Clay & Glass Combination: Make Your Own Drape Mold
Combine clay and glass to create stunning light catchers sure to draw attention in any setting.
- Clay: by Continental Clay Co.
- Low-Fire Raku
- Colors: by Mayco
- MM-106 Steele
- MM-300 Rapid Rust
By Unique Glass Colors
- GC971D Deep Red
- GC973D Orange
- GC974D Sun Yellow
- GC956A Dark Blue
- GC965A Amber
- Fiber Paper
- Plastic Bag
- Stand by DisplayYourArt.com
Step 1: Create your shape using of any sturdy form such as a ceramic, glass or plastic bowl. Cover the interior surface of the bowl with newspaper or a plastic bag. The paper or plastic will prevent the clay from sticking to the surface of the bowl.
Step 2: Press clay around the outer edge of the bowl. The clay should be around 1/8 inch thick. Slightly overlap each piece of clay.
Step 3 Use a clay extruder or roll coils by hand for creating the design in the middle of the bowl. Place the coils in the desired pattern and press together. Press over the entire design with a towel to give uniform texture.
Step 4 Let the clay bowl dry until it is firm and can stand on its own. This should be a matter of hours, not days. Remove it from the form and pull away the plastic or paper. If using paper, some parts may stick to the clay. Those pieces will burn away in firing. Place the piece on a chunk of drywall or several layers of newspaper to dry.
Step 5 After allowing sufficient drying time (a week or more) fire the creation to cone 07.
Step 6 Prepare a piece of clear glass by cutting a circle large enough to cover the back of the bowl. Keep in mind the glass will drape over the hump of the bowl so it should be large enough to compensate.
Step 7 Thoroughly clean the glass with an abrasive cleanser and water to remove any oils or impurities from the surface which could prevent the color from sticking. Rinse and dry.
Step 8 Puddle glass colors on the glass surface in your desired design. Create a sunset by brushing Yellow in one area followed by an area of Orange and finally a section of Red. Tip the glass, allowing the colors to run and bleed into one another. Create a cloudy sky by coating the entire sky with a coat of Amber and then drip Amber and Dark blue on the glass and tip in one direction, allow to run and then tip back. Continue this process until you have the desired look.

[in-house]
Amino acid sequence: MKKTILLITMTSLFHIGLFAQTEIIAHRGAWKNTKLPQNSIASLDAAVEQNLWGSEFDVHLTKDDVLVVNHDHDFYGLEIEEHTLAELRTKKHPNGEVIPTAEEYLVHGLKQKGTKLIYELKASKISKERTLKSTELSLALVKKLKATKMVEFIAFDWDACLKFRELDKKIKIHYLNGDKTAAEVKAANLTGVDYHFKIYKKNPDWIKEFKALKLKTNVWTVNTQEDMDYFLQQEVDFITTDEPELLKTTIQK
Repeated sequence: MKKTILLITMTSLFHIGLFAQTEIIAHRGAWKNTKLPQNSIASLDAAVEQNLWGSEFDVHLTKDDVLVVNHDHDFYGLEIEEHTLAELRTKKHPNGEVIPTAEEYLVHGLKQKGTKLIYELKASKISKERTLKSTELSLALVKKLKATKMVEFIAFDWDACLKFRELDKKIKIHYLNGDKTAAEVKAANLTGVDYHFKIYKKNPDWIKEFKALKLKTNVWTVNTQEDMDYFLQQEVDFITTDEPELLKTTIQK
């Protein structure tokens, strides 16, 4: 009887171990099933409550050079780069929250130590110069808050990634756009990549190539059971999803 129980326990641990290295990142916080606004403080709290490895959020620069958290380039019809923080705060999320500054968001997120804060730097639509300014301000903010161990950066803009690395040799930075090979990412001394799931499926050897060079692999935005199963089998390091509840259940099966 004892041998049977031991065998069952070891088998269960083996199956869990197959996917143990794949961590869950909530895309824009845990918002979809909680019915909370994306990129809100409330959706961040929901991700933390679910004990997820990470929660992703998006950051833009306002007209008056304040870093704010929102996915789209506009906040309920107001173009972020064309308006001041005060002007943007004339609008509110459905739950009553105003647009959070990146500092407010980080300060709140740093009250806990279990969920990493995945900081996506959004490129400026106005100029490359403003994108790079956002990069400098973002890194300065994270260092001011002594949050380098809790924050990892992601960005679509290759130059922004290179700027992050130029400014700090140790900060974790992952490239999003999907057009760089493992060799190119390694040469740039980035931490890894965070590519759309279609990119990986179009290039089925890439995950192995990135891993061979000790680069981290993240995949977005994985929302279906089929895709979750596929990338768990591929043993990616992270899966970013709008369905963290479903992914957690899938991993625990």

Step 9 Place the clay piece with the back facing up. Set a sheet of fiber paper over the clay shape. It should be large enough to cover all areas where the glass could drape when fired.
Step 10 Wash away any glass color that may have run or dripped on the unpainted side of the glass. Place the glass (with the painted side facing up) over the fiber paper and center so, when it drapes, it will cover all openings in the clay.
Step 11 Place in the kiln and fire at 300 degrees Fahrenheit per hour to 900 degrees. Increase the speed to 1,000 degrees up to between 1,300 and 1,450 degrees. Start watching the glass inside the kiln at around 1,300 degrees and turn it off when it reaches the proper drape. Allow to cool naturally to around 900 degrees and hold at 900 for about 45 minutes. Then allow to cool naturally.
Step 12 Remove the object from the kiln and pull the glass away from the clay. Dust away the powder residue from the fiber paper.
Step 13 Apply two coats of Steel to the clay surface. While the second coat is still damp, apply Rapid Rust using a mist bottle. Allow to dry and see the color magically change to rusted metal
Step 14 Apply glue along the outer edge of the glass and attach to the painted clay piece.
Step 15 Place the finished piece in a stand in front of a window or light and see the glass glow with color.
For additional information on this project, contact the artist at:
380 King Olav Lane
Iola, WI 54945